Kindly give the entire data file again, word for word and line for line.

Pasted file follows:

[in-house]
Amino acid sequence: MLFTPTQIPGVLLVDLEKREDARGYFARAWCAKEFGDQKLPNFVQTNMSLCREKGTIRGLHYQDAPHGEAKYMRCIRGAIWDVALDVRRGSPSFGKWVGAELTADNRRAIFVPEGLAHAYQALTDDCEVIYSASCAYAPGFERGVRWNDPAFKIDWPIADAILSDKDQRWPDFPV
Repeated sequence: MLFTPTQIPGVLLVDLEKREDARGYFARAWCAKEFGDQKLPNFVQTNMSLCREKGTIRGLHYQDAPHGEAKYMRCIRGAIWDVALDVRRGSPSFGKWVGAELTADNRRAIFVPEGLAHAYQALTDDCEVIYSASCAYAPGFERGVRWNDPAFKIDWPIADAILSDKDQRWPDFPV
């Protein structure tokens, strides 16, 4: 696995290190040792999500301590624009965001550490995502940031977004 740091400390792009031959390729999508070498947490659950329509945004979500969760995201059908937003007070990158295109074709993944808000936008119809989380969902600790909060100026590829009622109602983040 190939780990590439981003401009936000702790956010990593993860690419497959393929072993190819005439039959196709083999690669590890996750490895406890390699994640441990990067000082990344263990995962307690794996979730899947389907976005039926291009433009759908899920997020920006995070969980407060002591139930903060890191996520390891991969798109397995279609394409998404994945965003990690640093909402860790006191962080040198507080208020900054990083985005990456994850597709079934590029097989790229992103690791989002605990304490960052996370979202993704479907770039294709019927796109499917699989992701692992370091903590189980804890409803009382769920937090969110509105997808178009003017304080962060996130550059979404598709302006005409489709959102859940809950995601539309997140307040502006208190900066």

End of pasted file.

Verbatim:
[in-house]
Amino acid sequence: MLFTPTQIPGVLLVDLEKREDARGYFARAWCAKEFGDQKLPNFVQTNMSLCREKGTIRGLHYQDAPHGEAKYMRCIRGAIWDVALDVRRGSPSFGKWVGAELTADNRRAIFVPEGLAHAYQALTDDCEVIYSASCAYAPGFERGVRWNDPAFKIDWPIADAILSDKDQRWPDFPV
Repeated sequence: MLFTPTQIPGVLLVDLEKREDARGYFARAWCAKEFGDQKLPNFVQTNMSLCREKGTIRGLHYQDAPHGEAKYMRCIRGAIWDVALDVRRGSPSFGKWVGAELTADNRRAIFVPEGLAHAYQALTDDCEVIYSASCAYAPGFERGVRWNDPAFKIDWPIADAILSDKDQRWPDFPV
């Protein structure tokens, strides 16, 4: 696995290190040792999500301590624009965001550490995502940031977004 740091400390792009031959390729999508070498947490659950329509945004979500969760995201059908937003007070990158295109074709993944808000936008119809989380969902600790909060100026590829009622109602983040 190939780990590439981003401009936000702790956010990593993860690419497959393929072993190819005439039959196709083999690669590890996750490895406890390699994640441990990067000082990344263990995962307690794996979730899947389907976005039926291009433009759908899920997020920006995070969980407060002591139930903060890191996520390891991969798109397995279609394409998404994945965003990690640093909402860790006191962080040198507080208020900054990083985005990456994850597709079934590029097989790229992103690791989002605990304490960052996370979202993704479907770039294709019927796109499917699989992701692992370091903590189980804890409803009382769920937090969110509105997808178009003017304080962060996130550059979404598709302006005409489709959102859940809950995601539309997140307040502006208190900066």